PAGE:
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Spokane, Washington  Est. May 19, 1883

Powerlifting nurse practitioner who can bench 270 says her cancer patients inspire her

Powerlifter Marie Brenden, 59, poses for a photo with her medals and trophy from the IPF International Powerlifting World Classic on Friday in Spokane.  (Tyler Tjomsland/The Spokesman-Review)

Spokane nurse practitioner Marie Brenden can lift heavy loads.

In April, doctors implanted a pacemaker, and a month later the 59-year-old grandmother did what few other people can do: She bench pressed 264 pounds on her way to two gold medals in an International Powerlifting Federation contest in Texas.

While training recently at a north Spokane gym, she could only laugh about the comments she hears.

“I was working out the other day and heard some high school kids say, ‘Dude, that old lady is lifting more than we are,’ so I usually get comments like that,” said Brenden, who sees patients at a downtown MultiCare cancer center.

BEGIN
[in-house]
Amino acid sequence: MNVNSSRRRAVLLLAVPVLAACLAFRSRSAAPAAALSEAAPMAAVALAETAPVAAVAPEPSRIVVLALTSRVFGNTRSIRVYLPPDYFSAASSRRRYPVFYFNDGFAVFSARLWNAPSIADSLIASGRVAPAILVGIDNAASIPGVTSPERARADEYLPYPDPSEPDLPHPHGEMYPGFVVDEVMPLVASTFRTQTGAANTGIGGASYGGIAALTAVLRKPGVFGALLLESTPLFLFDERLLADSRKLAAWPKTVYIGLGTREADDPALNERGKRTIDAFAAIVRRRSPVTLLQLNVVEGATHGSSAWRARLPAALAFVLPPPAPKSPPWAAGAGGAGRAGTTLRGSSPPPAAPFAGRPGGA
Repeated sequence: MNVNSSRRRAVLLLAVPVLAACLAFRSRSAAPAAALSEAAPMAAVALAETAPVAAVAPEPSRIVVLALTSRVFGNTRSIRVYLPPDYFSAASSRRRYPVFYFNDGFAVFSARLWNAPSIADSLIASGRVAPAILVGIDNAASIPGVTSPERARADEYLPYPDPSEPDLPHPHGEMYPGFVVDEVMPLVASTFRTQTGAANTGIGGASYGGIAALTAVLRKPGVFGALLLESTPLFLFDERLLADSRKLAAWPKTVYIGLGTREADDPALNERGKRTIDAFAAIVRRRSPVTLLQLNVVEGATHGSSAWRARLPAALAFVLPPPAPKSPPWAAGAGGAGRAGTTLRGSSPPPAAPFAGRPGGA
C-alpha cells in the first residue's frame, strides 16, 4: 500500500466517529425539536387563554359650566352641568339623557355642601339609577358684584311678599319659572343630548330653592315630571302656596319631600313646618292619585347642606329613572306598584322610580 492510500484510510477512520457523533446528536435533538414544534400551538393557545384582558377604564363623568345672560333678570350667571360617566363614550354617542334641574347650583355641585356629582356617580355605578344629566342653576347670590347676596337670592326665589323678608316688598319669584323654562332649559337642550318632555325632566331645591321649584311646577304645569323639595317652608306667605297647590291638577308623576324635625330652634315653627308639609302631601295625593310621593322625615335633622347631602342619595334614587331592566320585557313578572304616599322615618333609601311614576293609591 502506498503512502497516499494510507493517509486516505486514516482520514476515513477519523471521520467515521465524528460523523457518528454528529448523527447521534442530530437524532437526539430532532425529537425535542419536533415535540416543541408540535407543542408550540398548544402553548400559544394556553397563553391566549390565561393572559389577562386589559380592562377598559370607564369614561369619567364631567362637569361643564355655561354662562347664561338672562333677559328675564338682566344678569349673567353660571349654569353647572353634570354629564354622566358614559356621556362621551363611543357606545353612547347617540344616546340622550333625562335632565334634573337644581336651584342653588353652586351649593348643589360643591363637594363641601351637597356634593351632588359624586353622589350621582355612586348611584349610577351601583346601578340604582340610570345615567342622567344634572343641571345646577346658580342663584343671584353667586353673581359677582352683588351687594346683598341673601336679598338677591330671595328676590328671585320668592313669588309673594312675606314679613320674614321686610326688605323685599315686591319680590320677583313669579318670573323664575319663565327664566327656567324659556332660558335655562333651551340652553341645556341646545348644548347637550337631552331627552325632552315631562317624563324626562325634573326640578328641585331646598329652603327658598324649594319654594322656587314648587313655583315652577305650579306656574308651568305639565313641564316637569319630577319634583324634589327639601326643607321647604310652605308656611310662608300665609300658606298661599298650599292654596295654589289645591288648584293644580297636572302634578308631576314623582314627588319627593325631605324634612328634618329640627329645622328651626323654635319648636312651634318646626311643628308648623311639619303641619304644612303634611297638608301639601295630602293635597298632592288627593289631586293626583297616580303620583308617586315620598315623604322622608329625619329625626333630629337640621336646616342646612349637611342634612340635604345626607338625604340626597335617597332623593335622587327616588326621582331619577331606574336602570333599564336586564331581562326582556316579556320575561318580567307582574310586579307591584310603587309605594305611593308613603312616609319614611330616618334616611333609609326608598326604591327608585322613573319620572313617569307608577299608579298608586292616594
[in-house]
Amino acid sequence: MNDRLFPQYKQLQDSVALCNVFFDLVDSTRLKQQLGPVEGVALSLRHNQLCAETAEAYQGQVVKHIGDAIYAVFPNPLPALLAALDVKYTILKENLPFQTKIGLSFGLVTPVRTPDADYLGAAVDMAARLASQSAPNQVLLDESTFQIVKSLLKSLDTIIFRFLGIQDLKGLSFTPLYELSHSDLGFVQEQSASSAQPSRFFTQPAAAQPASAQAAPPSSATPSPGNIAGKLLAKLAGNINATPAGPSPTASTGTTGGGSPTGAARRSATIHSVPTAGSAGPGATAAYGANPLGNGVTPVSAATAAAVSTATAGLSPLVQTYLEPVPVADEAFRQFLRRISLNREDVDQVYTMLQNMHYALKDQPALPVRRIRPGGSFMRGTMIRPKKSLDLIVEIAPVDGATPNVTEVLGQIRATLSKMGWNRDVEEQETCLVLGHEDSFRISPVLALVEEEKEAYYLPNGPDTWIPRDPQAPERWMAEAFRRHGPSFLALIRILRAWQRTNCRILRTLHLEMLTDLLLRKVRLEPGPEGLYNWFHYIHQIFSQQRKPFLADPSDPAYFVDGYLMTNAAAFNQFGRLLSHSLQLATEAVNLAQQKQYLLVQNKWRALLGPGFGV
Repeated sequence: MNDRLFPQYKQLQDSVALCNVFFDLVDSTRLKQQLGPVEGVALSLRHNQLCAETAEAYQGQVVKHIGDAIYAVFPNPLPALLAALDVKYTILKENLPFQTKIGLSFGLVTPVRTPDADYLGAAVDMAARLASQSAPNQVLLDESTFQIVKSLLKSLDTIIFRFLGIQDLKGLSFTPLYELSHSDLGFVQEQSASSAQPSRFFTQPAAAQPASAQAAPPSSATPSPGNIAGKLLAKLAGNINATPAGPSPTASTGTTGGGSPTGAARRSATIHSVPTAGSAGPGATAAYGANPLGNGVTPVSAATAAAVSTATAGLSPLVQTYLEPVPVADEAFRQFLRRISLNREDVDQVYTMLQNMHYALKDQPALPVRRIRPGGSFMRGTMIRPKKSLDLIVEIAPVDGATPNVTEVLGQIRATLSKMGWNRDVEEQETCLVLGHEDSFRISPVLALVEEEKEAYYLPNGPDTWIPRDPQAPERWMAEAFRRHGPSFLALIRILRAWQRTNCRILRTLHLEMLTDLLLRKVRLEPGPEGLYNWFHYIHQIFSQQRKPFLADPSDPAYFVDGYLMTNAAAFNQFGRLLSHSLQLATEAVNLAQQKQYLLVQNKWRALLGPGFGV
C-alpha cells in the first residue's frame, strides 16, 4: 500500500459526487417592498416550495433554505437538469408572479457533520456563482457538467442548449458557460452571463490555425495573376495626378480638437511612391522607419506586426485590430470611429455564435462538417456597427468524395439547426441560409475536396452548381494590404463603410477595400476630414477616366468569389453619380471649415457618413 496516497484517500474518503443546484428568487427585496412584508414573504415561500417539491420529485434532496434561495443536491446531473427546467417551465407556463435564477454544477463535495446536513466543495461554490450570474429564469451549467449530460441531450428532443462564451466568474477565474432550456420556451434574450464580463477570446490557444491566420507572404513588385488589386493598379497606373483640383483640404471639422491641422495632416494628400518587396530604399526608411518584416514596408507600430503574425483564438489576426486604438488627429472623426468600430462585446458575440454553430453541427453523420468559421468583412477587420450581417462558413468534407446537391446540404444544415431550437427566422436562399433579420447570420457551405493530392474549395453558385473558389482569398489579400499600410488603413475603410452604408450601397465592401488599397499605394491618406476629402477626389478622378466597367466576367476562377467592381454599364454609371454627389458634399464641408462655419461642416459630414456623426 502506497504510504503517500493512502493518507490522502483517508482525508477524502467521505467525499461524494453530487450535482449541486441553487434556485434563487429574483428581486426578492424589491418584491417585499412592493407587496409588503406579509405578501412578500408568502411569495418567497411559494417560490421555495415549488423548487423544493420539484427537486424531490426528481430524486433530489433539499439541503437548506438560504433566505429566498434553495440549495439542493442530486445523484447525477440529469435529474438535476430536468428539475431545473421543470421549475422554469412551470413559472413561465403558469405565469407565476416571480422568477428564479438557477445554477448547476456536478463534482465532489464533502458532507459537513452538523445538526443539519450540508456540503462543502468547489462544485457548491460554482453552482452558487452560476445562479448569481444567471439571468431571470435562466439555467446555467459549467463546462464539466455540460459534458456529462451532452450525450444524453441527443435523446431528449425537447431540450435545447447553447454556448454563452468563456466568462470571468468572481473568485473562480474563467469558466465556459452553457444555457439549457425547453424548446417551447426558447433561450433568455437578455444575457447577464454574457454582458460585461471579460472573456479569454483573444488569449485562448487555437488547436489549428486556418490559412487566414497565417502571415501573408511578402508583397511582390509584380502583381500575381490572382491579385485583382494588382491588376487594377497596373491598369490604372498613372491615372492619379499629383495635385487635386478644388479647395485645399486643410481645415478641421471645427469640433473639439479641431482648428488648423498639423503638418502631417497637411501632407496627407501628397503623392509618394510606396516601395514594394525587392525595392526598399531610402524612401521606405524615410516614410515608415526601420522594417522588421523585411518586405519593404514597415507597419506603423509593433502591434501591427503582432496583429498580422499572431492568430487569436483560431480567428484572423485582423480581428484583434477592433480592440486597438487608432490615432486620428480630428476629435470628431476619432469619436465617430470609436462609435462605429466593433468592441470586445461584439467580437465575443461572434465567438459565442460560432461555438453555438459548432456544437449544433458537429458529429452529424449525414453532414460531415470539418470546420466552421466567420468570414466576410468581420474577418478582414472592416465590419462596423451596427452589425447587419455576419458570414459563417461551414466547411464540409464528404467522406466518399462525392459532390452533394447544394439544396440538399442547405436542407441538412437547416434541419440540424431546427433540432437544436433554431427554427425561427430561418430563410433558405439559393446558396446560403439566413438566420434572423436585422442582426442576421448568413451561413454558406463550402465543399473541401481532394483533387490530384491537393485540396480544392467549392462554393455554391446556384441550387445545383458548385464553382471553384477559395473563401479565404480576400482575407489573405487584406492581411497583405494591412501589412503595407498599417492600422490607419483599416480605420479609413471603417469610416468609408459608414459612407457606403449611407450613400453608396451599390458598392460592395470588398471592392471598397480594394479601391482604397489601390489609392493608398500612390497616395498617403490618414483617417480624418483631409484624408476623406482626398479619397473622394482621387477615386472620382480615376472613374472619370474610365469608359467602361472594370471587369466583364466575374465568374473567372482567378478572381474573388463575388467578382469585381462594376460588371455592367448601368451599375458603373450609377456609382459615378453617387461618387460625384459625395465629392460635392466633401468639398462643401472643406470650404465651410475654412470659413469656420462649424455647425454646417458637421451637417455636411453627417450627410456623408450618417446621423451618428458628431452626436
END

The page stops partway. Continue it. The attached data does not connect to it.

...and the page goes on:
Competitive powerlifting challenges who can lift the most weight three ways: squat, deadlift and bench press.

Brenden’s best “raw” stats are lifting 253.5 pounds for squat, a 303.1 deadlift and 209 bench press. Her records in the equipped category – which is when powerlifters wear approved high-tensile fabric clothing – are a 302.5 squat, 340 deadlift and 270 bench press in Powerlifting America Nationals.

“You have to win at nationals to go to worlds,” added Brenden, who only did the raw and equipped bench press in Texas, and got two overall trophies with a contest formula for all female weight classes in her age group.

“I got one trophy for overall first-place lifter for raw, and a third overall best lifter for equipped; some skinny chick beat me,” Brenden said. “No one ever describes me as skinny.”

She is a compact 5-foot-6 and “about” 180 pounds, competing in the Masters 3, 84-kilogram weight class.

“I have both American records – national bench press records – for women in my age group. But I have, like, 60 state records for Washington, because if you lift more than someone younger than you, but they’re in the same weight class, you get to have their record, too.

“Neener-neener, you just got beat by a grandma.”